Among the Patriots were two signers of the Declaration of Independence: Capt. Thomas Heyward Jr. and Capt. Edward Rutledge, both of whom commanded artillery. John Barnwell, who would go on to serve in the state Senate, and eventually get a county named for him, also was there.
Lushington Company, named for Capt. Richard Lushington, was a volunteer infantry corps organized to defend Charleston. It joined the fight near Port Royal, too. The Lushington regiment first was formed in 1738. By the time of the Revolutionary War, it consisted of 80 to 100 men, including a couple dozen Jewish volunteers, according to Dale Rosengarten, director of the Jewish Heritage Collection at the College of Charleston Library, who cited James William Hagy’s 1992 book “This Happy Land: The Jews of Colonial and Antebellum Charleston.”
They left Charleston on a Saturday — Jan. 23, 1779 — met the British that Wednesday, and quit the battleground on the following Saturday, having suffered some casualties, including the death of Joseph Solomon.
It’s thought that about 4 percent of all country militia members in South Carolina were Jewish.
Finding the boundaries
Battle said he began his archaeological work more than three years ago, first identifying the roads used in the late 1700s and referring to the historical record to zero in on a possible location. Before long, he found debris typical of a battlefield of that period: musket shot, canister shot and more.
Then he recruited colleagues to spend a day on the wooded property in search of the battle’s boundaries, he said.
John Allison, a money manager by day and accomplished amateur archaeologist in his spare time, joined the effort.
“We finally decided that U.S. Route 21 was in fact the old road during the Revolutionary War period,” he said. Next was to find the area that was once swampland, according to LIDAR scans, that use lasers to reveal hidden details in the landscape. Then the artifacts started to turn up.
All of this scanning and searching helped the archaeologists determine not only the site of the battle but also where the two sides were positioned and where their guns were located.
“Artillery really played a big role in that battle,” Allison said. “We know where people stood (and) what kind of weapons were used.”
Battle said he re-created lead-shot explosions from canisters in a successful effort to match materials and refine the team’s understanding of the weapons used. A careful examination of the debris field suggests the British and Americans stood about 250 yards apart when the first shots were fired.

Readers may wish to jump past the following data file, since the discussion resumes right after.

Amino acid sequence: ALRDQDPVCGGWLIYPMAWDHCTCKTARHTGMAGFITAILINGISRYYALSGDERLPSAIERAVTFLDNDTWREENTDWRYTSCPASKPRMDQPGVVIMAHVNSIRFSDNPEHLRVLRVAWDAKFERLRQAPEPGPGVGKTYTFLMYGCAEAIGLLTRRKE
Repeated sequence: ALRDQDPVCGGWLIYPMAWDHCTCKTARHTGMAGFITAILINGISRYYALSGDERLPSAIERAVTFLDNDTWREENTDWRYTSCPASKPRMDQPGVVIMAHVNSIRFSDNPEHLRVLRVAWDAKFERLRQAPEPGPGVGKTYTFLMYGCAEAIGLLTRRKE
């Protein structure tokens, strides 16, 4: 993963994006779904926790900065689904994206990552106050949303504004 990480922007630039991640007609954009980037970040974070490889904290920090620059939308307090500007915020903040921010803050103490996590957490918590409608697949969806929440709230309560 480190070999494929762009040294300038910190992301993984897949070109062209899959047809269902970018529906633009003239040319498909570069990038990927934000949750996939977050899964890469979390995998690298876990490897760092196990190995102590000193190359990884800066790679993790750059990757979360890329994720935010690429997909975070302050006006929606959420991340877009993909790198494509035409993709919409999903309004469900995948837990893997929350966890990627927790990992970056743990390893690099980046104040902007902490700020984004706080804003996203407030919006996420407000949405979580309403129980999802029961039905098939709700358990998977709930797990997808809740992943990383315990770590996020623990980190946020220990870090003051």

Drum Major Jim Capers
Among the Patriot fighters during the Battle of Beaufort were several Black people, including a 36-year-old enslaved man who had labored on a plantation near Bull’s Island, then served throughout the American Revolution as a drum major. Jim Capers enlisted in the 4th Regiment of the South Carolina Militia, commanded by Francis Marion, in 1775, and saw action at the battles of Savannah, Port Royal/Beaufort, Camden, Eutaw Springs, and Biggins Church, Rowland said. He was at Yorktown to witness the surrender of Lord Cornwallis.
His role was essential. Drummers conveyed military commands, directed troop movements and issued rhythmic warnings and other signals. They were located in the thick of the action, within earshot of the officers. They had no access to muskets or cannons to defend themselves. Enemy forces were eager to disable them.
Capers was no stranger to injury. At the Battle of Eutaw Springs, he endured saber cuts to his face, a sword strike to his head and the burning pain of a musket ball passing through his body and killing the drummer next to him, according to information provided by the Battleground Preservation Trust.
After the war, Capers returned to Christ Church Parish and found freedom. He moved with his wife to Alabama where he died in 1853 at age 110.
“I hope to see a monument to Capers out there,” Battle said of the secured historic site. “He deserves one.”
Too few people appreciate the diversity among Patriots who fought in the American Revolution, he said.
“This bridges the gap,” Battle said. “I’m hoping that he will be the diplomat that helps bring people to the table, to feel included.”
For all Americans have a stake in this history.